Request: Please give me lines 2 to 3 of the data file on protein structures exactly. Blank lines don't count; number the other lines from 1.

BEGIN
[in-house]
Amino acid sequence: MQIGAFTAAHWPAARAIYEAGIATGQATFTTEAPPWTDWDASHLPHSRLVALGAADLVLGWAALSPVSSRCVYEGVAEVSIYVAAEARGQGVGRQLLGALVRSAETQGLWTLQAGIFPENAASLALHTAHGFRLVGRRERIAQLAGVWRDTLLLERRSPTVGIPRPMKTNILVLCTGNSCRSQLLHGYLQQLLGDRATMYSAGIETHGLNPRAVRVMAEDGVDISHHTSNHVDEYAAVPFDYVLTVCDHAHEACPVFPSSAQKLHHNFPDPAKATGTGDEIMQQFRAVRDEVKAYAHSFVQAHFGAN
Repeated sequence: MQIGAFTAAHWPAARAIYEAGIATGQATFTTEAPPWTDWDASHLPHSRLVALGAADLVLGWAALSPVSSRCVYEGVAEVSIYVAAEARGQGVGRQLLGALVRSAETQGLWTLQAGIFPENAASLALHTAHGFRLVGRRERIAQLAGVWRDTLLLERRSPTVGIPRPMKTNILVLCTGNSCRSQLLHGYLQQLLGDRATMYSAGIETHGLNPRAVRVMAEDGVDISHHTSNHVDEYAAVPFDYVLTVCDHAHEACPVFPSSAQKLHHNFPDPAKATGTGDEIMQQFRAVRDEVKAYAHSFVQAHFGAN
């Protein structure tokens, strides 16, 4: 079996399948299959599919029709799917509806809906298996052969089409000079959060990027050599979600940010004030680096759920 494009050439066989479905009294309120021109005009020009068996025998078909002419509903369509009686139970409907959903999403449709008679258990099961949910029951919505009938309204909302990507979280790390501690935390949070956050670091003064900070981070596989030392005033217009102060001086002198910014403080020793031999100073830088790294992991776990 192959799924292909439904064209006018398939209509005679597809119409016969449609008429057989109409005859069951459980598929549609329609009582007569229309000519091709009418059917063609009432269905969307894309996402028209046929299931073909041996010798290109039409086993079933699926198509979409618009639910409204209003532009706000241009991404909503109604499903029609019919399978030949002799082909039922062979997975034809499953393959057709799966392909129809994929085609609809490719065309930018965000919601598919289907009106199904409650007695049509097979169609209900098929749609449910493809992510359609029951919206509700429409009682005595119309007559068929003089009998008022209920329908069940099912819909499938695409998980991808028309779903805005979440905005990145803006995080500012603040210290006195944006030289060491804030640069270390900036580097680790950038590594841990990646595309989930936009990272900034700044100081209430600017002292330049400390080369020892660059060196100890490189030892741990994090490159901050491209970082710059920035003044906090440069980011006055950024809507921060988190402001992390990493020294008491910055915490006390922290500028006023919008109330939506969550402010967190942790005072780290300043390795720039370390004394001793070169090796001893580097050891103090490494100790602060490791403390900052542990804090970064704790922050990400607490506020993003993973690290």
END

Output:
Amino acid sequence: MQIGAFTAAHWPAARAIYEAGIATGQATFTTEAPPWTDWDASHLPHSRLVALGAADLVLGWAALSPVSSRCVYEGVAEVSIYVAAEARGQGVGRQLLGALVRSAETQGLWTLQAGIFPENAASLALHTAHGFRLVGRRERIAQLAGVWRDTLLLERRSPTVGIPRPMKTNILVLCTGNSCRSQLLHGYLQQLLGDRATMYSAGIETHGLNPRAVRVMAEDGVDISHHTSNHVDEYAAVPFDYVLTVCDHAHEACPVFPSSAQKLHHNFPDPAKATGTGDEIMQQFRAVRDEVKAYAHSFVQAHFGAN
Repeated sequence: MQIGAFTAAHWPAARAIYEAGIATGQATFTTEAPPWTDWDASHLPHSRLVALGAADLVLGWAALSPVSSRCVYEGVAEVSIYVAAEARGQGVGRQLLGALVRSAETQGLWTLQAGIFPENAASLALHTAHGFRLVGRRERIAQLAGVWRDTLLLERRSPTVGIPRPMKTNILVLCTGNSCRSQLLHGYLQQLLGDRATMYSAGIETHGLNPRAVRVMAEDGVDISHHTSNHVDEYAAVPFDYVLTVCDHAHEACPVFPSSAQKLHHNFPDPAKATGTGDEIMQQFRAVRDEVKAYAHSFVQAHFGAN